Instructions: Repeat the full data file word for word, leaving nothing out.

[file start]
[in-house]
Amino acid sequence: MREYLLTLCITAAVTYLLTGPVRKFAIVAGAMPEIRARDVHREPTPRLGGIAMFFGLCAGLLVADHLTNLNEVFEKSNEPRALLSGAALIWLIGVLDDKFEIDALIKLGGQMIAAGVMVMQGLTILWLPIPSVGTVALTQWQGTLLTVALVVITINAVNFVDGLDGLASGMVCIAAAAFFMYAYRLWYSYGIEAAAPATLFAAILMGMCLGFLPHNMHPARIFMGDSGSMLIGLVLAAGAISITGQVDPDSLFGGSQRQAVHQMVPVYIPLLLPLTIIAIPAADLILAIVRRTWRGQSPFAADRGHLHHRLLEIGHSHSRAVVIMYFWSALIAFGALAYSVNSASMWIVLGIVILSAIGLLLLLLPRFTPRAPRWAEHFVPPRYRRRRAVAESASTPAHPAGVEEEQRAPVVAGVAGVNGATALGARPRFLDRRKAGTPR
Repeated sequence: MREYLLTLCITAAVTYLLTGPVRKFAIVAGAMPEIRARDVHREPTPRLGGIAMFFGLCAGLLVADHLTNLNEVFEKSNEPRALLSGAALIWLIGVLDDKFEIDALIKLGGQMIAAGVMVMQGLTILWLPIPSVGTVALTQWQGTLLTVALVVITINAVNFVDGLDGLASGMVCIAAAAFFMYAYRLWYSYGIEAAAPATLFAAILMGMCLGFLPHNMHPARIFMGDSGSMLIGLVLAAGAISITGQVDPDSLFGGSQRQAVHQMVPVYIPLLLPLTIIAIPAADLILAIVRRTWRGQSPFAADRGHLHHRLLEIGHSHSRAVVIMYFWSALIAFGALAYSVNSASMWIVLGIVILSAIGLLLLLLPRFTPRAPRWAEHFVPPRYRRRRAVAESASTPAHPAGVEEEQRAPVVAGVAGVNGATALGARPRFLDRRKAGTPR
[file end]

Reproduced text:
[in-house]
Amino acid sequence: MREYLLTLCITAAVTYLLTGPVRKFAIVAGAMPEIRARDVHREPTPRLGGIAMFFGLCAGLLVADHLTNLNEVFEKSNEPRALLSGAALIWLIGVLDDKFEIDALIKLGGQMIAAGVMVMQGLTILWLPIPSVGTVALTQWQGTLLTVALVVITINAVNFVDGLDGLASGMVCIAAAAFFMYAYRLWYSYGIEAAAPATLFAAILMGMCLGFLPHNMHPARIFMGDSGSMLIGLVLAAGAISITGQVDPDSLFGGSQRQAVHQMVPVYIPLLLPLTIIAIPAADLILAIVRRTWRGQSPFAADRGHLHHRLLEIGHSHSRAVVIMYFWSALIAFGALAYSVNSASMWIVLGIVILSAIGLLLLLLPRFTPRAPRWAEHFVPPRYRRRRAVAESASTPAHPAGVEEEQRAPVVAGVAGVNGATALGARPRFLDRRKAGTPR
Repeated sequence: MREYLLTLCITAAVTYLLTGPVRKFAIVAGAMPEIRARDVHREPTPRLGGIAMFFGLCAGLLVADHLTNLNEVFEKSNEPRALLSGAALIWLIGVLDDKFEIDALIKLGGQMIAAGVMVMQGLTILWLPIPSVGTVALTQWQGTLLTVALVVITINAVNFVDGLDGLASGMVCIAAAAFFMYAYRLWYSYGIEAAAPATLFAAILMGMCLGFLPHNMHPARIFMGDSGSMLIGLVLAAGAISITGQVDPDSLFGGSQRQAVHQMVPVYIPLLLPLTIIAIPAADLILAIVRRTWRGQSPFAADRGHLHHRLLEIGHSHSRAVVIMYFWSALIAFGALAYSVNSASMWIVLGIVILSAIGLLLLLLPRFTPRAPRWAEHFVPPRYRRRRAVAESASTPAHPAGVEEEQRAPVVAGVAGVNGATALGARPRFLDRRKAGTPR